What we learned from a WhatsApp chat during a GOP presidential debate

Guardian readers loved the format, but the platform seriously lagged.

We’re excited to tell you about our first experiment: a live WhatsApp chat during the Republican presidential debate on December 15, hosted by Adam Gabbatt, a politics and culture reporter for the Guardian US. Below we outline how we decided on the project and set it up, some basic metrics, what worked and what didn’t, and our recommendations both for newsrooms considering using WhatsApp in this way and for WhatsApp itself. Read on, and let us know what you think.

Why WhatsApp?

In starting up the lab, we wanted to get going quickly with simple experimentation, to learn by doing and to gain familiarity with working within the Guardian US newsroom. We met with Lee Glendinning and Matt Sullivan, editor and deputy editor respectively, and brainstormed experiments that could be done quickly and easily around the next big news event, the GOP debate.

Soon we landed on the idea of a live chat in WhatsApp, for a few important reasons:

The user base is massive. Chat apps, with their huge numbers of users (WhatsApp announced in September it had reached 900 million monthly active users), offer news organizations a big opportunity for reaching new audiences on mobile and for communicating with them in new ways.

No major newsrooms have tried a two-way chat. Or none that we know of, anyway (but please let us know if we’ve missed one). Those that have run projects on WhatsApp have mostly used the platform to send updates about a news event, or to gather user-generated content. For more on some of those cases, see this recent report from the Tow Center for Digital Journalism.

Chat apps facilitate direct and informal connection between readers and journalists. One of the biggest strengths of chat apps — the capacity for one-to-one connection — had yet to be explored in the context of a news report. So we wanted to see how an audience would respond to a journalist reporting and responding within a small-scale chat.

The debate had built-in parameters. The topic promised an interested audience (those following politics), and the event had a clear beginning and end.

The setup

Setup was easy, and involved five simple steps.

  1. We designated a phone in the office as the WhatsApp phone.
  2. We created a new broadcast list in WhatsApp.
  3. We had a handful of meetings with editors, Adam and the audience development team to discuss our approach to the chat content and a promotional strategy.
  4. We drafted an article inviting people to join the chat.
  5. We created a Google form survey to send out at the end of the chat.

The execution

Preparing: We posted the chat invitation as an article on our website describing what we planned to do, with instructions on how to sign up. In writing up the invitation, we drew from examples of previous experiments done by the Globe and Mail in Toronto and by students at Birmingham City University in the UK, as well as by our colleagues at Guardian Witness.

The audience team posted the invitation to Twitter and Facebook. Once the liveblog for the debate was active, its editor added links there. The bulk of sign-ups came in just before the debate itself, and mostly from the liveblog, not the social posts.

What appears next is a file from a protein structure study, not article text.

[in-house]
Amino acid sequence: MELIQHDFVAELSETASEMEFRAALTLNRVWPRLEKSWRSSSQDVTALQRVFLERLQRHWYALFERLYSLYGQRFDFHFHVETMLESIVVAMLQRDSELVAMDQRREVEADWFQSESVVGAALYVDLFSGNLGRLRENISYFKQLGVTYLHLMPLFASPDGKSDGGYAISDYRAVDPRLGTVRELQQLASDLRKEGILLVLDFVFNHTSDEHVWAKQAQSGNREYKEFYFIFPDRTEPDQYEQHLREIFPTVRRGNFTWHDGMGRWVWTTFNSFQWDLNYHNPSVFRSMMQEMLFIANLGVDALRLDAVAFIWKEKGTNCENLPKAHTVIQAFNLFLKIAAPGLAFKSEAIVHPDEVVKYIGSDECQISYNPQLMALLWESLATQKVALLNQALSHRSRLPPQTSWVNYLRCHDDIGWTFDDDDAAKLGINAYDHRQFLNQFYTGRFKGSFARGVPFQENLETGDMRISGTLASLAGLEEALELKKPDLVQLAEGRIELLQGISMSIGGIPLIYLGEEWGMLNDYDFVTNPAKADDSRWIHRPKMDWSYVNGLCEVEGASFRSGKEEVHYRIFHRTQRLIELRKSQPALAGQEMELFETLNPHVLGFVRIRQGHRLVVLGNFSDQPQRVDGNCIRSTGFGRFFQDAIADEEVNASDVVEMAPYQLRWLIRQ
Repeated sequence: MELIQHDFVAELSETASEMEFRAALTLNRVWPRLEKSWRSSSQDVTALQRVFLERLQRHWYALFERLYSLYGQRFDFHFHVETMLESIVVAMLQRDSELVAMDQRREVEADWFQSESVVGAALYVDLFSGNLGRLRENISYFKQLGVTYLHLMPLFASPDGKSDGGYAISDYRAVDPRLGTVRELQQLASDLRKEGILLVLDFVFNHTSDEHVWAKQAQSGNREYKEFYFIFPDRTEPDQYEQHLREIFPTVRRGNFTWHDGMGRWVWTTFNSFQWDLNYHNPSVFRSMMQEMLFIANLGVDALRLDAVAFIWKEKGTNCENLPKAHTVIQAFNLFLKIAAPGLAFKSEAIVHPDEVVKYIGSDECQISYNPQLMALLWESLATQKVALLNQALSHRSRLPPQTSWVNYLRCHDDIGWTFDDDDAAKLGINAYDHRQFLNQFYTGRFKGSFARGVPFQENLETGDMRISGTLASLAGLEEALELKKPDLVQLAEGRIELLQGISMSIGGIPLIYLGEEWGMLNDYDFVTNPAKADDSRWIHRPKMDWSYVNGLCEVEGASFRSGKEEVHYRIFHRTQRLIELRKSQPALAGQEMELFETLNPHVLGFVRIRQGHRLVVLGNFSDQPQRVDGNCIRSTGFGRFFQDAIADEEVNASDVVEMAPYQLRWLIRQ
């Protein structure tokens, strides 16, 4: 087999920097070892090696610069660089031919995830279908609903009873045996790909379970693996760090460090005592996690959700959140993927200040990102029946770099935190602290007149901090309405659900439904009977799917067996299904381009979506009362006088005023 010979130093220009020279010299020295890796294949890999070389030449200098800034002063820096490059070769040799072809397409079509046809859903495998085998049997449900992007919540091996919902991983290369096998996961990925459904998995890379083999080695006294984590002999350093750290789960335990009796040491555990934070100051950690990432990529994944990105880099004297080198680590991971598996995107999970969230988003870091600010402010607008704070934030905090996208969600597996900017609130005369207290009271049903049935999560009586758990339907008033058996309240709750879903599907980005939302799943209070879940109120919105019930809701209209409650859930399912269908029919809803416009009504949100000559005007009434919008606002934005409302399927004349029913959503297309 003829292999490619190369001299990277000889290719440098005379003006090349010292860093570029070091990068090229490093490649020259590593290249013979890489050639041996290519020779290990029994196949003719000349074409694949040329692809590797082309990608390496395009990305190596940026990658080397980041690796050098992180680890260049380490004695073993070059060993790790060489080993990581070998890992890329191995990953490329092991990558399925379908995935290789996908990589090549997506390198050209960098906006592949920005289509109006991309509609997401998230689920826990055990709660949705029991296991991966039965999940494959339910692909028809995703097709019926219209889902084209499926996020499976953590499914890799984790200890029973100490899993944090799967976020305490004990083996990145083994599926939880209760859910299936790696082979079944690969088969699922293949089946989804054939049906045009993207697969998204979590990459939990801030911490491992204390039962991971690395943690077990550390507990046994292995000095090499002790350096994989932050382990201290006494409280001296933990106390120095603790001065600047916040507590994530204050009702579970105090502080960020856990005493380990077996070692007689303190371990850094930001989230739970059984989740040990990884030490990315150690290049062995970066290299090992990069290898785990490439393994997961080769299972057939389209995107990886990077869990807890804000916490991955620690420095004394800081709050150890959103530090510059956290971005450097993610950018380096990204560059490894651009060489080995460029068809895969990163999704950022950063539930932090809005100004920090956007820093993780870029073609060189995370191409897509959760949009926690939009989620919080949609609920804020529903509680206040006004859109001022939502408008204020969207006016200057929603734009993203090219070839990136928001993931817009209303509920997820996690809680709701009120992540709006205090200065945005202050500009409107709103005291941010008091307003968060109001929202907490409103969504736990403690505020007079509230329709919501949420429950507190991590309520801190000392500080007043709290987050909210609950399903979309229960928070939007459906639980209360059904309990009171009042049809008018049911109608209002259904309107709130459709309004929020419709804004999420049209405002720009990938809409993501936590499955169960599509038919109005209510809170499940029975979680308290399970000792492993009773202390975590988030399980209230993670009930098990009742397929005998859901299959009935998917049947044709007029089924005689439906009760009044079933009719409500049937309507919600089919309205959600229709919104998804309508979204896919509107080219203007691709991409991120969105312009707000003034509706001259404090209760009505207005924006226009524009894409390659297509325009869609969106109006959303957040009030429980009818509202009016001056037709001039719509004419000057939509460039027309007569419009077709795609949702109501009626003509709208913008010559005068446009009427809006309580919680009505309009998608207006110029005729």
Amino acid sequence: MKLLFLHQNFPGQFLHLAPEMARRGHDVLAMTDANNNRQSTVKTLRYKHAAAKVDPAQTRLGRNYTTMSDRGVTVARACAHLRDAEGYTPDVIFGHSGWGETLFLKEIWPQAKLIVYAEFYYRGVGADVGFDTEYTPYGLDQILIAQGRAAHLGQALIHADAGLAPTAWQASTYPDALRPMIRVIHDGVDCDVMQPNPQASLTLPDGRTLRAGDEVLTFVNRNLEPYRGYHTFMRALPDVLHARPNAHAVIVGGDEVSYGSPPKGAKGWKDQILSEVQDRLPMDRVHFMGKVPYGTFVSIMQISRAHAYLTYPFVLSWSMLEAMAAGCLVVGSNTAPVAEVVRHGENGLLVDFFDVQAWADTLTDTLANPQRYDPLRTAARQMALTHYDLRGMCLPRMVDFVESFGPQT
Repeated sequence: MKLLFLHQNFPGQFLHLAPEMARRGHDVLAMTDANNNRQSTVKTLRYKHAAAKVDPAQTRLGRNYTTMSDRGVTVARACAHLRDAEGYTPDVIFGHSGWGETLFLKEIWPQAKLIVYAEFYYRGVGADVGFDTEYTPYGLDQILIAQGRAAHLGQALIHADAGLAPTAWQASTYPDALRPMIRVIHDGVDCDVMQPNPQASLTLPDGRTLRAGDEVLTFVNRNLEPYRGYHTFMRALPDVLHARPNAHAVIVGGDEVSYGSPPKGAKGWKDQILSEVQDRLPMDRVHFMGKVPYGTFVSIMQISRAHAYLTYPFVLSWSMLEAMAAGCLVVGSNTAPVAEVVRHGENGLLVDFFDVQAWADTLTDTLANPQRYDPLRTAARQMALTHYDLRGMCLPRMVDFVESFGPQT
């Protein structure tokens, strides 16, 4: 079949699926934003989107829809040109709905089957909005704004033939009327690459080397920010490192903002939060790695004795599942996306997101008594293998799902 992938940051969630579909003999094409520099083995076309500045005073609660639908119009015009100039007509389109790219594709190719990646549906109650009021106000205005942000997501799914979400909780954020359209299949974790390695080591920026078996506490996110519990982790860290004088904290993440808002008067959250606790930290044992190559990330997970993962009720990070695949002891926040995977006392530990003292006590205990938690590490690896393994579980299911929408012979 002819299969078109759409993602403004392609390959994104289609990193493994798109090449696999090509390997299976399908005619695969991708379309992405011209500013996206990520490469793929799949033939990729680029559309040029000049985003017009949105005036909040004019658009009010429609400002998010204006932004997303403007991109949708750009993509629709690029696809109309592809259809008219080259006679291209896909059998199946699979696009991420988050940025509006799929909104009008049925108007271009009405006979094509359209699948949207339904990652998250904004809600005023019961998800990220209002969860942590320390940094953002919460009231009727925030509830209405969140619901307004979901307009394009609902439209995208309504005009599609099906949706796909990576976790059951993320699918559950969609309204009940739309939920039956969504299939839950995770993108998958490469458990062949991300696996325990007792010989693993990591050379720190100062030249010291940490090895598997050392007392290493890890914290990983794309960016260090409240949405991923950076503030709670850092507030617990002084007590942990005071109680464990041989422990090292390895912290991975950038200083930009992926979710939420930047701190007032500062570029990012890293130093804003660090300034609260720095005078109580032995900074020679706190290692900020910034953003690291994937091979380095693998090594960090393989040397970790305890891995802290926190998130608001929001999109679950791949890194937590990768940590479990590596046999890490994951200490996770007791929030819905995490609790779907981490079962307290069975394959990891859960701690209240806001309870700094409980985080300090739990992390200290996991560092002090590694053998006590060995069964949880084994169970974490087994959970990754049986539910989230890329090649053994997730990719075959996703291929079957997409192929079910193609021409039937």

We decided to limit the chat to one broadcast list — WhatsApp’s term for a list of subscribers, to which one person (the host) can send out updates to everyone subscribed. Subscribers can chat back individually, but not to each other — a one-to-many-to-one model. WhatsApp limits each broadcast list to 256 members, and we reached that number around the start of the debate. More than 100 people asked to join after we had reached the limit.

(The alternative to the broadcast list would have been a group chat, which would have had the advantage of allowing all participants to chat together, but also made their phone numbers public, a clear privacy minefield. It also limits the number of participants to 100.)

We created only one broadcast list to keep the chat as manageable as possible for Adam, to keep the administrative aspects feasible, and so we could better follow the posts and the audience’s responses to them.

Chatting: Adam posted a mix of observations, a humorous short video and a few photos to the list for several hours, as he followed the debate from the screen and on Twitter. He was able to write back to some of the chatters, though less so as the debate progressed and his attention was on keeping up with the debate and relaying his observations. Still, he did have time to acknowledge some reactions and also to post them to the group, along with videos and photos. (For more about the quality, see “What worked” below.)

Meanwhile, we supported him by maintaining the list — removing the few who asked to get off, adding others — and also suggesting formats, taking video and creating a gif, so that he could focus on posting updates.

Once the debate was over, we posted a link to a Google form in the chat list asking for demographic information and, more importantly, qualitative feedback on the live chat experience. Some of the results are below.

Basic metrics

Chat stats:

  • 62 total chat messages (57 texts, 3 pictures, 1 video, 1 gif, 2 links)
  • 4:40: length of the chat (7:01pm to 11:41pm ET)
  • 394 total sign-up requests
  • 275 participants (original 256 + extras, after drop-outs)